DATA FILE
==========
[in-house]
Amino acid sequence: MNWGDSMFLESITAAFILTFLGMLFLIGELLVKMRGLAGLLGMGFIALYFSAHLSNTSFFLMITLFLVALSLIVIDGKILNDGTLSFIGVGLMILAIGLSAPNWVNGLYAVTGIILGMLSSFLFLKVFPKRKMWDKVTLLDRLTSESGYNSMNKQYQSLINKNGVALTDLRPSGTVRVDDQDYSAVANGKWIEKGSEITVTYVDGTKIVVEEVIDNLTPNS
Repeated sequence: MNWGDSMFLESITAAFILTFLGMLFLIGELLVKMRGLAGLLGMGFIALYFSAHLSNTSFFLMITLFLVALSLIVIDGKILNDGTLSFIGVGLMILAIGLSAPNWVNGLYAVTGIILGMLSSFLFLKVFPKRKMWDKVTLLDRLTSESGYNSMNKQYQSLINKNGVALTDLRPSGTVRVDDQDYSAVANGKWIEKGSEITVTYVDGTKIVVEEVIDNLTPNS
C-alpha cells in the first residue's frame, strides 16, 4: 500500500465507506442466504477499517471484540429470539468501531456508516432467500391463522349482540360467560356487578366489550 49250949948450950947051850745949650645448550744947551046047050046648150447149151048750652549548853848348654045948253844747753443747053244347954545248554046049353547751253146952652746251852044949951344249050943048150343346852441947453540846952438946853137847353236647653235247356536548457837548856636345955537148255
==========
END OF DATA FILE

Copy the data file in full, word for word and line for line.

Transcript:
[in-house]
Amino acid sequence: MNWGDSMFLESITAAFILTFLGMLFLIGELLVKMRGLAGLLGMGFIALYFSAHLSNTSFFLMITLFLVALSLIVIDGKILNDGTLSFIGVGLMILAIGLSAPNWVNGLYAVTGIILGMLSSFLFLKVFPKRKMWDKVTLLDRLTSESGYNSMNKQYQSLINKNGVALTDLRPSGTVRVDDQDYSAVANGKWIEKGSEITVTYVDGTKIVVEEVIDNLTPNS
Repeated sequence: MNWGDSMFLESITAAFILTFLGMLFLIGELLVKMRGLAGLLGMGFIALYFSAHLSNTSFFLMITLFLVALSLIVIDGKILNDGTLSFIGVGLMILAIGLSAPNWVNGLYAVTGIILGMLSSFLFLKVFPKRKMWDKVTLLDRLTSESGYNSMNKQYQSLINKNGVALTDLRPSGTVRVDDQDYSAVANGKWIEKGSEITVTYVDGTKIVVEEVIDNLTPNS
C-alpha cells in the first residue's frame, strides 16, 4: 500500500465507506442466504477499517471484540429470539468501531456508516432467500391463522349482540360467560356487578366489550 49250949948450950947051850745949650645448550744947551046047050046648150447149151048750652549548853848348654045948253844747753443747053244347954545248554046049353547751253146952652746251852044949951344249050943048150343346852441947453540846952438946853137847353236647653235247356536548457837548856636345955537148255